Karen Page and Andrew Dornenburg’s Kitchen Creativity reinvents the typical cookbook. This mold-breaker from the James Beard Award–winning author and photographer of The Flavor Bible starts with a course in foundational kitchen skills, then encourages thinking imaginatively about food sans recipes.
“The only thing as fundamental as food to our lives—our pleasure as well as our survival—is creativity,” Page writes. “The act of creation is a source of meaning that can bring us our greatest joys.”
Page places musings from chefs at Blue Hill, Daniel, and Eleven Madison Park (among many others) throughout the book—jumping from one insight about the creative process to the next.
“Creativity is that top layer of people pushing, and society has always evolved form those efforts,” chef José Andrés writes in the book. “To people who complain about ‘too much’ creativity, I say, ‘Who are you to judge?’”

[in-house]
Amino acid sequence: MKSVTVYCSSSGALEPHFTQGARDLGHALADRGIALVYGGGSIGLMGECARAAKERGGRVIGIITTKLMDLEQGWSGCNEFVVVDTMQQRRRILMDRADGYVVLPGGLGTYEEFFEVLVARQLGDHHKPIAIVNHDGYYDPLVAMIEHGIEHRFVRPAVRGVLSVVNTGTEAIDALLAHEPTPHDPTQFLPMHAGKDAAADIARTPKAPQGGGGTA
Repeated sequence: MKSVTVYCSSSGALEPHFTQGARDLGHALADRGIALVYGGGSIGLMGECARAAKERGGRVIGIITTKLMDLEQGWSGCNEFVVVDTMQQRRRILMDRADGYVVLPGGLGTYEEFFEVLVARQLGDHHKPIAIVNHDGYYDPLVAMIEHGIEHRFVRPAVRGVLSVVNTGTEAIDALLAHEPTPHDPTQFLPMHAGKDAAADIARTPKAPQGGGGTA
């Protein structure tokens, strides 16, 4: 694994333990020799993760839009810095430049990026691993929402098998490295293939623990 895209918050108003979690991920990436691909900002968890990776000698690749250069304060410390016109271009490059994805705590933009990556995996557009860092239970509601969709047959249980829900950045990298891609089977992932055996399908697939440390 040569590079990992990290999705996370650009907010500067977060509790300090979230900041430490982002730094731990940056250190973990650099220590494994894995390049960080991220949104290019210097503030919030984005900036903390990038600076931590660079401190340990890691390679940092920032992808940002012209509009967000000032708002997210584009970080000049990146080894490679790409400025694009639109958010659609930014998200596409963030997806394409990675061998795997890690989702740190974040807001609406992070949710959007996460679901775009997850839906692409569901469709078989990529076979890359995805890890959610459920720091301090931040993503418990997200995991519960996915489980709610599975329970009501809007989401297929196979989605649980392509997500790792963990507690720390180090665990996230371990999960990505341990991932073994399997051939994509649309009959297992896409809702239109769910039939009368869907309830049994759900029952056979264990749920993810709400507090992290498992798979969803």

These surprising pearls are meant to spark inspiration as you read, but the book’s greatest value is in its more-structured sections.
To ease you into practicing improvisation with your newly acquired kitchen skills, Page and Dornenburg break the book into two parts. Part I, “The Creative Process in the Kitchen,” is a triptych of lessons: “Stage 1: Mastery” covers fundamental skills, like how to taste and season classic dishes, while “Stage 2: Alchemy” teaches you how to riff on them. And finally, “Stage 3: Creativity” pushes you to heighten your overall sensory awareness in the kitchen.
We won’t judge if you want to skip right to Part II of the book, “A World of Infinite Possibilities: The Lists (A-Z),” where Page provides exercises and thought-starters to prompt your culinary creativity.
Under “A” alone, you’ll find info on chefs who use aged ingredients and cook at high altitudes. You’ll also find a guide to autumn flavor combinations—like bourbon + chocolate + pumpkin and apples + caramel + cheddar—to get you in a creative mood.